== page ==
KUALA LUMPUR: Former human resources manager Mohd Haniff MA Shamsuddin (pic) was used to trimming the fat off his company’s workforce but now, he literally has to trim the fat off cuts of meat.
As offices reopened after Aidilfitri, Haniff heard that the joint- venture company in Bukit Damansara he was working for was in trouble.
As the sole breadwinner, he was afraid that he would be on the chopping block.
And sure enough, the company where he had worked for the past five years laid him off.
He was now officially among the almost 800,000 jobless Malaysians.
The father of three had to find something – anything – to support his family but no one was looking for a HR manager.
But there were people looking for Malaysians who were not fussy and did not mind working from 4am until noon, or in a hot, smelly environment, for about RM2,000 a month – as traders at the Petaling Jaya Old Town wet market.
“It didn’t take long to find a job. The difference is whether you want it or not,” said Haniff.
“As I have a family, I needed to do this because I have responsibilities.”
Although the pay was drastically less compared to his old job, something was better than nothing.
Market traders were desperate for Malaysians to fill the vacancies left behind by foreign workers who had been barred by the Petaling Jaya City Council from working at the stalls following Covid-19 outbreaks at wet markets in the Klang Valley in May.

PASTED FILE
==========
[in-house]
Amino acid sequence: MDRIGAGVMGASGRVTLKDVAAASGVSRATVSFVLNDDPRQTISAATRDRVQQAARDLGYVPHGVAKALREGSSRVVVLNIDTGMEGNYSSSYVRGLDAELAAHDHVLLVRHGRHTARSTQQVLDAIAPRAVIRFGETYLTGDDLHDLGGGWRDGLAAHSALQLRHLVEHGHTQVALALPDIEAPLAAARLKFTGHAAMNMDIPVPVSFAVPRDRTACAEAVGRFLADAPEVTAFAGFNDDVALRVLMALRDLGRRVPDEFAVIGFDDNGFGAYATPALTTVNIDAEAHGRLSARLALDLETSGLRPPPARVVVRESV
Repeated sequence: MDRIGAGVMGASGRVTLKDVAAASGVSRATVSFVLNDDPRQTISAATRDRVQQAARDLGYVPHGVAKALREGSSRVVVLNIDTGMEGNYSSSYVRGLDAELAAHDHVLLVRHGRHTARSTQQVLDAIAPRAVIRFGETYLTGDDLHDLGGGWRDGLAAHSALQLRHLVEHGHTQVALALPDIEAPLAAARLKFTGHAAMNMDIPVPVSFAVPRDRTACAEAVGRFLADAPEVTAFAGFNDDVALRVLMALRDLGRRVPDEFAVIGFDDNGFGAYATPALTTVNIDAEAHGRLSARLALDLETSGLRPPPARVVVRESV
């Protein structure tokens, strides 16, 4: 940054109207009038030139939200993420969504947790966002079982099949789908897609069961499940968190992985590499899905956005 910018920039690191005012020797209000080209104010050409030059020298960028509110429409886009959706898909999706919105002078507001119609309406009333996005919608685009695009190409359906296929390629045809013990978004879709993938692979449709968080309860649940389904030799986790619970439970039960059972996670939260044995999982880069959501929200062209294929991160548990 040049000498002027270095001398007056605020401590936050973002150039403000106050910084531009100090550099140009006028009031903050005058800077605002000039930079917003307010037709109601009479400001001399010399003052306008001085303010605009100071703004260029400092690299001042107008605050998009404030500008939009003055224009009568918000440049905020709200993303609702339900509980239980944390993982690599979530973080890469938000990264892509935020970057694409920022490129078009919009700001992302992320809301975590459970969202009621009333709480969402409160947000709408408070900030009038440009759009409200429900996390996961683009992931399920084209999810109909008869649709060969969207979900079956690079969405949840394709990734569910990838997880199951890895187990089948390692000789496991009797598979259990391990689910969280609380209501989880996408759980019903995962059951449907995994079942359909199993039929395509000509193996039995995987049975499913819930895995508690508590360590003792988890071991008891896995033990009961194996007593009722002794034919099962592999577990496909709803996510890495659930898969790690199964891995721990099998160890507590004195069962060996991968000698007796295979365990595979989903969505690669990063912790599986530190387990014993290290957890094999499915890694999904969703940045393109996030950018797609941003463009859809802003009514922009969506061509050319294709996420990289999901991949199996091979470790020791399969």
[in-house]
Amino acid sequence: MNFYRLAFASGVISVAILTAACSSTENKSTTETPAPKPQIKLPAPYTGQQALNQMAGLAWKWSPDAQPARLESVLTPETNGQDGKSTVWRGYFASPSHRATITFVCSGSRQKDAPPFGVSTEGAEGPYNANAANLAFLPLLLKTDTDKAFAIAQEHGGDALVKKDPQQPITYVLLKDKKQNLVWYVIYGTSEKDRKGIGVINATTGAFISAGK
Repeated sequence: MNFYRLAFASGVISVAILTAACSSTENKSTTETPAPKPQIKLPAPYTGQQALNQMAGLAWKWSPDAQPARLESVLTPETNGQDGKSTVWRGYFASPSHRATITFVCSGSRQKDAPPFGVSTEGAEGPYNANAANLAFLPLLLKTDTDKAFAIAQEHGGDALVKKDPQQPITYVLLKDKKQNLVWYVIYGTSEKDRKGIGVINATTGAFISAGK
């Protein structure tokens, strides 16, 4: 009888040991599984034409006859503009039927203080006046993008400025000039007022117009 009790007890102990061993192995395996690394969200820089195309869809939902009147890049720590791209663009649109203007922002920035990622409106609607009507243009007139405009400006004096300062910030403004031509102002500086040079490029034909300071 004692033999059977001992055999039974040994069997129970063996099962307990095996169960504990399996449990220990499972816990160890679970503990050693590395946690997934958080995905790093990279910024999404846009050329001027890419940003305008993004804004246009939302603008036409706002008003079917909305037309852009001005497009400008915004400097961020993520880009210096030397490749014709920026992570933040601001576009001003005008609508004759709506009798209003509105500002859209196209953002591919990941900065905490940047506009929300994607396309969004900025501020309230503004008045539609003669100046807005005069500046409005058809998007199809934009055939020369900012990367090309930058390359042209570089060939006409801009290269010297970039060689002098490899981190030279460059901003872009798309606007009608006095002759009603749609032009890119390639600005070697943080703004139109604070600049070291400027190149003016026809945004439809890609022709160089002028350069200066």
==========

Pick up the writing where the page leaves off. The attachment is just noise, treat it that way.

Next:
Haniff bought new shoes for the interview and showed up at the market at 4am.
“Brother Anuar asked, ‘You looking for work? You came really early this morning,’” he remembered.
“I said, ‘Of course I’m here early, I’m here to work.”’
Anuar Abdullah, owner of a meat stall, hired him on the spot.
Before this, Haniff didn’t know how to handle knives, let alone a cleaver.
His wife had taken care of all the cooking.
But Anuar taught him and after a few weeks, he was able to man the stall and cut the meat according to a customer’s satisfaction.
As president of the PJ Old Town Wet Market Traders’ Association, Anuar has seen too many Malaysians come asking for a job, only to leave after a few days’ work.
“It’s not that we haven’t done as the government has asked.
“We have tried (recruiting locals) before.
“But Malaysians don’t like this type of work,” he said.
But in Haniff, Anuar found someone eager to learn.
“When I entered the market sector, I have a desire to open my own business.
“So, I want to learn every aspect of it, (and) so I’m starting at the bottom,” said Haniff.
But in an interesting turn of events, hours after Haniff was interviewed by Bernama, he tendered his resignation, saying that he had got a job offer.
When contacted, he said his boss at his old company had offered him a position there with more pay.
Despite this, Haniff is still intent on pursuing his dream of owning a business albeit a little bit at a time.